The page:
for the introductory price of $13.99 (includes shipping and handling.) Books may also be ordered by sending a check for $13.99 to:
948 New Highway 7
Columbia, TN 38401
Note: also available as an ebook or CD-rom.
This book may also be ordered from Amazon.com, Target.com, and Barnes and Noble's website. However, since SynergEbooks is a small publisher, and the author does this on a shoestring, we would appreciate orders directly to SynergEbooks if possible. Thanks!
If you are in the Hardy, Arkansas area, the book is available at Words/After Words Bookstore, 201 Spring Street.
Thanks for visiting this web page, and stay tuned for updates. Also, if you have a special "angel" pet, Beth would love to hear about it.
Notes From Rainbow Bridge is dedicated to the memory of 24-year-old Matt Wiley, the son of my lifelong friend Sue Wiley and husband Tom. I was just finishing up with writing the story when I learned that Matt lost his life in an automobile accident January 28, 2007. Since one never knows what to do or say to comfort the family when something like this happens, the only thing I could think of was to dedicate this story to him.
I sincerely hope that Notes measures up to how he lived his life. I would also like to think that perhaps Matt is at Rainbow Bridge caring for all the pets that Sue and her family have had over the years. Matt truly loved all of his pets and did volunteer work at a local animal shelter.
A short sneak peek from the book:
I had many idiosyncrasies, all harmless of course, many of which entertained my other pack members to no end.
I was fascinated with toilet paper since it was right at eye level and such a handy plaything. You could just grab the end of it and run. How fun is that? One day Anna got a new roll out of the storage space and was in the process of throwing the cardboard roller thingy away, when I tried to grab it out of her hand.
“Do you want this, you silly girl?” she asked me, starting to play tug of war. My answer was to snatch it away from her and take off at a dead run. Really, I only wanted to study and chew on this device a little, having never been interested in what was hidden at the end of the toilet paper, only the toilet paper itself.
This became a great game, almost a ritual. At the end of every roll, I would walk sedately into the bathroom, eyeballing the cardboard thingy. The humans would play a little “keep the cardboard thingy away from the dog” and then finally allow me to have it. I would prance off, eyes sparkling with glee, as if I had just been given a tasty morsel, showing my treasure to any of the other pack members who happened to be home. They in turn would ooh and aah appreciatively.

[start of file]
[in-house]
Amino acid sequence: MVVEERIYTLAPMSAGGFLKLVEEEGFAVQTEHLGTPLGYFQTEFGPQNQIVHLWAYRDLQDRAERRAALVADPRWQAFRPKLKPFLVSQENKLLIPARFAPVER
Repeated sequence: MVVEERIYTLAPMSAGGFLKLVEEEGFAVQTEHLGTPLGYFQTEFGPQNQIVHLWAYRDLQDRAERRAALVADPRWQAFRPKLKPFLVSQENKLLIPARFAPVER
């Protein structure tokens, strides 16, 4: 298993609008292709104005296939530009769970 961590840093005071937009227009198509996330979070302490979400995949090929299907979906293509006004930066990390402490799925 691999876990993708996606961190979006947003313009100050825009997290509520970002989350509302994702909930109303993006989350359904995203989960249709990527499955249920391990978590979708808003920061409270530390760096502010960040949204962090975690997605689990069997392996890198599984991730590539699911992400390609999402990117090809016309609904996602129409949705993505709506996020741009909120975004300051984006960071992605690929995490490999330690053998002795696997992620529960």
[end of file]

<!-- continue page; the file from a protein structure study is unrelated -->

Another idiosyncrasy was born on a sweltering summer day. Samoyeds are not built for hot, humid weather, so you could usually find me sitting atop one of those holes in the floor from which blessedly cool air magically escapes. Anna understood how miserable I felt, so she put some ice chunks dispensed from the large white machine into my water bowl.
The ice chunks were quite captivating – sort of like snow, but not. How did they do that? Enthralled, I reached down to pick one up, but it floated merrily away from my grasp. Never being one to give up the proverbial dog house, I stuck my snout into the water, pinning one of the chunks to the bottom of the bowl so I could get a hold of it. In order not to drown in the meantime, I blew bubbles out of my nose.
This caused Anna to erupt into gales of laughter, telling me that I sounded like a pot bubbling on the device that prepares food for human consumption. I looked at her calmly and wondered why this was so hilarious. Me chomping on the ice, water dripping from my muzzle, made her laugh even more.
This was a win-win idiosyncrasy for me. I had found an excellent way to relieve a parched throat, and it provided entertainment value for my human friends at the same time. They called this idiosyncrasy “bobbing for ice cubes,” and I was allowed to show every visiting human how it was done also.